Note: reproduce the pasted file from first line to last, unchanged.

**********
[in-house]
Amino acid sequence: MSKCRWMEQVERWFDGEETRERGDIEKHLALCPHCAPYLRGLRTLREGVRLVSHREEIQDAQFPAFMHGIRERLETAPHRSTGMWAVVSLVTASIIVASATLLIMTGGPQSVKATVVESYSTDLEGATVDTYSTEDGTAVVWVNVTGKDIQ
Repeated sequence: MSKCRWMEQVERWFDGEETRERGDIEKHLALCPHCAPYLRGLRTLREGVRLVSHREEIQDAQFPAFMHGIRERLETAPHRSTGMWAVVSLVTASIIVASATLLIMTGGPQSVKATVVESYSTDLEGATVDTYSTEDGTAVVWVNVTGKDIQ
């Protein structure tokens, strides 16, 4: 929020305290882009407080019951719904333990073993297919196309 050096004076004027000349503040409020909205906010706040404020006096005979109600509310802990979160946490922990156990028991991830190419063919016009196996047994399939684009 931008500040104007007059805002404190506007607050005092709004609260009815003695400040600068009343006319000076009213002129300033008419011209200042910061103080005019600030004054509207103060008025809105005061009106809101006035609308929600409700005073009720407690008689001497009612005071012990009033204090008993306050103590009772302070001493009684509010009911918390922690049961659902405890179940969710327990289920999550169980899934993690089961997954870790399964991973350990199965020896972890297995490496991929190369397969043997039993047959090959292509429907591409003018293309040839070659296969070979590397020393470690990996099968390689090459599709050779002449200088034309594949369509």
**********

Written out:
[in-house]
Amino acid sequence: MSKCRWMEQVERWFDGEETRERGDIEKHLALCPHCAPYLRGLRTLREGVRLVSHREEIQDAQFPAFMHGIRERLETAPHRSTGMWAVVSLVTASIIVASATLLIMTGGPQSVKATVVESYSTDLEGATVDTYSTEDGTAVVWVNVTGKDIQ
Repeated sequence: MSKCRWMEQVERWFDGEETRERGDIEKHLALCPHCAPYLRGLRTLREGVRLVSHREEIQDAQFPAFMHGIRERLETAPHRSTGMWAVVSLVTASIIVASATLLIMTGGPQSVKATVVESYSTDLEGATVDTYSTEDGTAVVWVNVTGKDIQ
């Protein structure tokens, strides 16, 4: 929020305290882009407080019951719904333990073993297919196309 050096004076004027000349503040409020909205906010706040404020006096005979109600509310802990979160946490922990156990028991991830190419063919016009196996047994399939684009 931008500040104007007059805002404190506007607050005092709004609260009815003695400040600068009343006319000076009213002129300033008419011209200042910061103080005019600030004054509207103060008025809105005061009106809101006035609308929600409700005073009720407690008689001497009612005071012990009033204090008993306050103590009772302070001493009684509010009911918390922690049961659902405890179940969710327990289920999550169980899934993690089961997954870790399964991973350990199965020896972890297995490496991929190369397969043997039993047959090959292509429907591409003018293309040839070659296969070979590397020393470690990996099968390689090459599709050779002449200088034309594949369509």